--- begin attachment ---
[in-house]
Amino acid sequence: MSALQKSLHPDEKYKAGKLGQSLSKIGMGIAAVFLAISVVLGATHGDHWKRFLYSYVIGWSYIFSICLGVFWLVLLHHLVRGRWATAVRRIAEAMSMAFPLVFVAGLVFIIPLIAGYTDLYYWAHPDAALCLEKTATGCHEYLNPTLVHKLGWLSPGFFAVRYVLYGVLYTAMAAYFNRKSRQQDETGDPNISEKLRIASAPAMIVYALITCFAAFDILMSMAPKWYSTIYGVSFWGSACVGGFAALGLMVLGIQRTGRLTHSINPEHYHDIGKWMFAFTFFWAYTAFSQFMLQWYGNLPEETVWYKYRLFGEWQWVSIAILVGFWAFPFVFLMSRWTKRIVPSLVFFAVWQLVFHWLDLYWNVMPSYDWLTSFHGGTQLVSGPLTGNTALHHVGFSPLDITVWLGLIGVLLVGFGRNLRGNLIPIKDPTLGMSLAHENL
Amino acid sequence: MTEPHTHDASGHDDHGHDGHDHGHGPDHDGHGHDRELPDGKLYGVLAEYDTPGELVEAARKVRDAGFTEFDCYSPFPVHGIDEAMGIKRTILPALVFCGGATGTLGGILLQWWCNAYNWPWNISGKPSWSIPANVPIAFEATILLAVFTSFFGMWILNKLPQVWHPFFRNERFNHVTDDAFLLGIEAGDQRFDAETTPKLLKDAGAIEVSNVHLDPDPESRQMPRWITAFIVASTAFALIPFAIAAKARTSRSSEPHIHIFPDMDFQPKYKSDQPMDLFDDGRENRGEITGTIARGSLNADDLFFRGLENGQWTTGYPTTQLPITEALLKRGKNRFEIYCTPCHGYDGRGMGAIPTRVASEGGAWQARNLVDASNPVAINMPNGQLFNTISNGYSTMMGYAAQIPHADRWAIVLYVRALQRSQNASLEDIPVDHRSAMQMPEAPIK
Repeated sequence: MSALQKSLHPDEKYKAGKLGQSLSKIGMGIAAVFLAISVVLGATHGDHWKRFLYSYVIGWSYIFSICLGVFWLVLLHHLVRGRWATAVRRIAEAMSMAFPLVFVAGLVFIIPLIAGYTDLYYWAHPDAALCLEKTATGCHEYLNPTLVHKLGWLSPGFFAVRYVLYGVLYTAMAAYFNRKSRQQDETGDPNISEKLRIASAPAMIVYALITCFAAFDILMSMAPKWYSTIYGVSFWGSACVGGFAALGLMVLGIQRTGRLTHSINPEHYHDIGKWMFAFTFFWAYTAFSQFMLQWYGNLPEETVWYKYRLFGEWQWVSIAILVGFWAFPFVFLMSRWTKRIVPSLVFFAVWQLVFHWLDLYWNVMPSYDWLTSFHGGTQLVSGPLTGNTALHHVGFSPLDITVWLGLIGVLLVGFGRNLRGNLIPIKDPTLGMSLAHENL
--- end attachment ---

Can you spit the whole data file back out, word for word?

[in-house]
Amino acid sequence: MSALQKSLHPDEKYKAGKLGQSLSKIGMGIAAVFLAISVVLGATHGDHWKRFLYSYVIGWSYIFSICLGVFWLVLLHHLVRGRWATAVRRIAEAMSMAFPLVFVAGLVFIIPLIAGYTDLYYWAHPDAALCLEKTATGCHEYLNPTLVHKLGWLSPGFFAVRYVLYGVLYTAMAAYFNRKSRQQDETGDPNISEKLRIASAPAMIVYALITCFAAFDILMSMAPKWYSTIYGVSFWGSACVGGFAALGLMVLGIQRTGRLTHSINPEHYHDIGKWMFAFTFFWAYTAFSQFMLQWYGNLPEETVWYKYRLFGEWQWVSIAILVGFWAFPFVFLMSRWTKRIVPSLVFFAVWQLVFHWLDLYWNVMPSYDWLTSFHGGTQLVSGPLTGNTALHHVGFSPLDITVWLGLIGVLLVGFGRNLRGNLIPIKDPTLGMSLAHENL
Amino acid sequence: MTEPHTHDASGHDDHGHDGHDHGHGPDHDGHGHDRELPDGKLYGVLAEYDTPGELVEAARKVRDAGFTEFDCYSPFPVHGIDEAMGIKRTILPALVFCGGATGTLGGILLQWWCNAYNWPWNISGKPSWSIPANVPIAFEATILLAVFTSFFGMWILNKLPQVWHPFFRNERFNHVTDDAFLLGIEAGDQRFDAETTPKLLKDAGAIEVSNVHLDPDPESRQMPRWITAFIVASTAFALIPFAIAAKARTSRSSEPHIHIFPDMDFQPKYKSDQPMDLFDDGRENRGEITGTIARGSLNADDLFFRGLENGQWTTGYPTTQLPITEALLKRGKNRFEIYCTPCHGYDGRGMGAIPTRVASEGGAWQARNLVDASNPVAINMPNGQLFNTISNGYSTMMGYAAQIPHADRWAIVLYVRALQRSQNASLEDIPVDHRSAMQMPEAPIK
Repeated sequence: MSALQKSLHPDEKYKAGKLGQSLSKIGMGIAAVFLAISVVLGATHGDHWKRFLYSYVIGWSYIFSICLGVFWLVLLHHLVRGRWATAVRRIAEAMSMAFPLVFVAGLVFIIPLIAGYTDLYYWAHPDAALCLEKTATGCHEYLNPTLVHKLGWLSPGFFAVRYVLYGVLYTAMAAYFNRKSRQQDETGDPNISEKLRIASAPAMIVYALITCFAAFDILMSMAPKWYSTIYGVSFWGSACVGGFAALGLMVLGIQRTGRLTHSINPEHYHDIGKWMFAFTFFWAYTAFSQFMLQWYGNLPEETVWYKYRLFGEWQWVSIAILVGFWAFPFVFLMSRWTKRIVPSLVFFAVWQLVFHWLDLYWNVMPSYDWLTSFHGGTQLVSGPLTGNTALHHVGFSPLDITVWLGLIGVLLVGFGRNLRGNLIPIKDPTLGMSLAHENL